:185–186, The federal government responded to the increased levels of immigration that began during World War II (partly due to increased demand for agricultural labor) with the official 1954 INS program called Operation Wetback, in which an estimated one million persons, the majority of whom were Mexican nationals and immigrants without papers, were repatriated to Mexico. This followed the Wall Street crash of 1929, and resulting growth in nativist sentiment, exemplified by President Herbert Hoover's call for deportation:4, 74–75 and a series on the racial inferiority of Mexicans run by the Saturday Evening Post. (d) Throughout California, massive raids were conducted on Mexican-American communities, resulting in the clandestine removal of thousands of people, many of whom were never able to return to the United States, their country of birth. , A legal scholar has argued that since the forced movement was based on race, and frequently ignored citizenship, the process meets modern legal standards for ethnic cleansing.  Mexican government sources suggest over 300,000 were repatriated between 1930 and 1933,:fn 20 while Mexican media reported up to 2,000,000 during a similar span. , Repatriation is not widely discussed in U.S. history textbooks. 2005, Ch. In 2006, Congressional representatives Hilda Solis and Luis Gutiérrez introduced a bill calling for a commission to study the issue. :63 This process was likely a violation of US federal due process, equal protection, and Fourth Amendment rights. When there was little response to that order, Johnson briefly called out the militia to blockade Colorado’s southern border to prevent people from returning. Repatriation and Deportation of Mexicans, 1932-1936, Book Outline with Teaching Links for Volume I: History and Contributions, Book Outline with Teaching Links for Volume II: Lives and Legacies, Generic Toolkits for Communities, Schools and Teachers, 1,500 Mexicans loaded on trains in Denver, 300-400 Weld County Mexicans leaving, 1932, 75 Mexicans quit country for Mexico, 1932, Boulder County Commissioners’ Resolution, 1932, Delgado + Stefancic, Home-Grown Racism, Excerpt #1, Delgado + Stefancic, Home-Grown Racism, Excerpt #2, Delgado + Stefancic, Home-Grown Racism, Excerpt #3, Mexican deportation in the 1930s, by Emma Gomez Martinez, Mexican families deported at county’s expense, 1932, Relief units swamped by needy’s calls, 1932, Train load of Mexicans will leave for homeland tonight, 1932. Beyond the curated lessons teachers are encouraged to explore the Primary Source Sets and access the full text of Prof. McIntosh’s books. Full Text PDF: Chapter 4: Conflict, Racism, and Violence, 1910-1940. some details about the Mexican repatriation program.  Mexicans who remained in the U.S. were considered U.S. citizens and were counted as "white" by the U.S. census until 1930, but a growing influx of immigrants combined with local racism led to the creation of a new category in the census of that year. :83 Los Angeles had the largest population of Mexicans outside of Mexico, and had a typical deportation approach, with a plan for "publicity releases announcing the deportation campaign, a few arrests would be made 'with all publicity possible and pictures,' and both police and deputy sheriffs would assist". :2 This led to complaints and criticisms from both the Mexican Consulate and local Spanish language publication, La Opinión. Primary Source Sets Repatriation and Deportation of Mexicans, 1932-1936 This resource examines deportation (or “repatriation”) of Mexicans who were unemployed or competed with white Americans for jobs during the 1930s, including a border blockade. (f) These raids targeted persons of Mexican ancestry, with authorities and others indiscriminately characterizing these persons as “illegal aliens” even when they were United States citizens or permanent legal residents. If the plaque is not located on state property, the department shall consult with the appropriate local jurisdiction to determine a site owned by the City or County of Los Angeles for location of the plaque.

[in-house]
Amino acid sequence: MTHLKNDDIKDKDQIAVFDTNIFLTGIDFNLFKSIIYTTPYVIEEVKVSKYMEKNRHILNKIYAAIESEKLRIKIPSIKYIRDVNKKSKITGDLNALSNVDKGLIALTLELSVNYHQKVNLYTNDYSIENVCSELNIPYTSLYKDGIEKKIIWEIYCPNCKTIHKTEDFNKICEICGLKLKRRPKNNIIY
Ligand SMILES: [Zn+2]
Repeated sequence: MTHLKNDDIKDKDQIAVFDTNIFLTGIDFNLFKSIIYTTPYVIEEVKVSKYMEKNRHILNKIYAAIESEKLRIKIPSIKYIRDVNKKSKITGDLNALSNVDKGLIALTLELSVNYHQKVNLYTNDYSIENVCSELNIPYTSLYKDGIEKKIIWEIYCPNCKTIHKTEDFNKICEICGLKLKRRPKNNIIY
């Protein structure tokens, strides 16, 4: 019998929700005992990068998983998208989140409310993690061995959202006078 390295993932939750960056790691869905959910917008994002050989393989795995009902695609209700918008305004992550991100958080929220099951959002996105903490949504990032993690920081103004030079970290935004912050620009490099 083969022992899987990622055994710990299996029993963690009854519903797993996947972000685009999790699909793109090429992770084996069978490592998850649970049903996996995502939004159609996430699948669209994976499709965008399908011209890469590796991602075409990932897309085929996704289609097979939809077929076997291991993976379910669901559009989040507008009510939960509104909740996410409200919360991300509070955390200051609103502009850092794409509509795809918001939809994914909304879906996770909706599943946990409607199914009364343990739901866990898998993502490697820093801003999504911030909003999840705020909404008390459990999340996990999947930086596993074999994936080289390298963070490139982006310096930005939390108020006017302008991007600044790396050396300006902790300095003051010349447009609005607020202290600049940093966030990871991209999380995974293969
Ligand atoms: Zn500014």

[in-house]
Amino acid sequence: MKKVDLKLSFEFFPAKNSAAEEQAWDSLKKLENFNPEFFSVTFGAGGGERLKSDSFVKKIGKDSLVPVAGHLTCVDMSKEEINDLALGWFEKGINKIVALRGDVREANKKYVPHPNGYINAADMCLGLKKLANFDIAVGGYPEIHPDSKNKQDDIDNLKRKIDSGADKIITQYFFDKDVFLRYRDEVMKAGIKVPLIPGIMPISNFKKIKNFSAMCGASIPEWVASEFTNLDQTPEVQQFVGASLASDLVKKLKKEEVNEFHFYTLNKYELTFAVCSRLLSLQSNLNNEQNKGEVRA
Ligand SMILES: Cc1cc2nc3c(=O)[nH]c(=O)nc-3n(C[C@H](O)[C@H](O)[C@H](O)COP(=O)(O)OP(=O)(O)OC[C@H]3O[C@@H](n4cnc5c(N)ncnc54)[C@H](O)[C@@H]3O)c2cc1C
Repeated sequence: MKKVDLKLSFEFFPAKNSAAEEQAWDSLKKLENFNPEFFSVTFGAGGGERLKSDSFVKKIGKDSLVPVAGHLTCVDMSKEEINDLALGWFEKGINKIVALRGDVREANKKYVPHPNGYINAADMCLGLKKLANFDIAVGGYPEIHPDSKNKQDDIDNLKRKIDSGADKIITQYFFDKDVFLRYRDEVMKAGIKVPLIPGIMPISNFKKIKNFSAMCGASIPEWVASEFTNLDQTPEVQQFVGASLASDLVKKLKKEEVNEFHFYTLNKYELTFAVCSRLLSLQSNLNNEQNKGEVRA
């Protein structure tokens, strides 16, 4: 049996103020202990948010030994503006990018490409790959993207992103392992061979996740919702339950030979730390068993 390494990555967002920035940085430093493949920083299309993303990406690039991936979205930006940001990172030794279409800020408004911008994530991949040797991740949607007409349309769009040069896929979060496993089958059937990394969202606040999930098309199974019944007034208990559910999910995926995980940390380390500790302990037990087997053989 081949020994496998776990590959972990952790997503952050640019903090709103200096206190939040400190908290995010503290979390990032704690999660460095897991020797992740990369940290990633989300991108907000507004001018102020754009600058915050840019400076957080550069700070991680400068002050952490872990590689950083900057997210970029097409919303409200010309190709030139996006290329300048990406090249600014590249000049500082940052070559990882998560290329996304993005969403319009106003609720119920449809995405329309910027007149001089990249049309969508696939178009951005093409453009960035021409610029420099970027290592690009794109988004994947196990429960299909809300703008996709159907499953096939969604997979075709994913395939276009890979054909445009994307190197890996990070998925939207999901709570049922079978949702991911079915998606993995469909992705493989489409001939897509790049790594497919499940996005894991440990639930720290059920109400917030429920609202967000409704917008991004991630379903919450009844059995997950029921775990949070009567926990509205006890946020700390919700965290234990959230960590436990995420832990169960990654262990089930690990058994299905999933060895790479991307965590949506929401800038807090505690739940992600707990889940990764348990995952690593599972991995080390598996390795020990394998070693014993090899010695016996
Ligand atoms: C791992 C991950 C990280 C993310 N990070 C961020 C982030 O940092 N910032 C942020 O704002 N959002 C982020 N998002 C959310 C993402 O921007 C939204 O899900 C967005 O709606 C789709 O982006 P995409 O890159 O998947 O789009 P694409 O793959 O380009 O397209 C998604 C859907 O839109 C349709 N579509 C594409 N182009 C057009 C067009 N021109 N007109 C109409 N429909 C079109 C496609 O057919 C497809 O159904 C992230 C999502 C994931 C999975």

From: Alex Wagner, “America’s Forgotten History of Illegal Deportations,” The Atlantic, March 6, 2017. Source.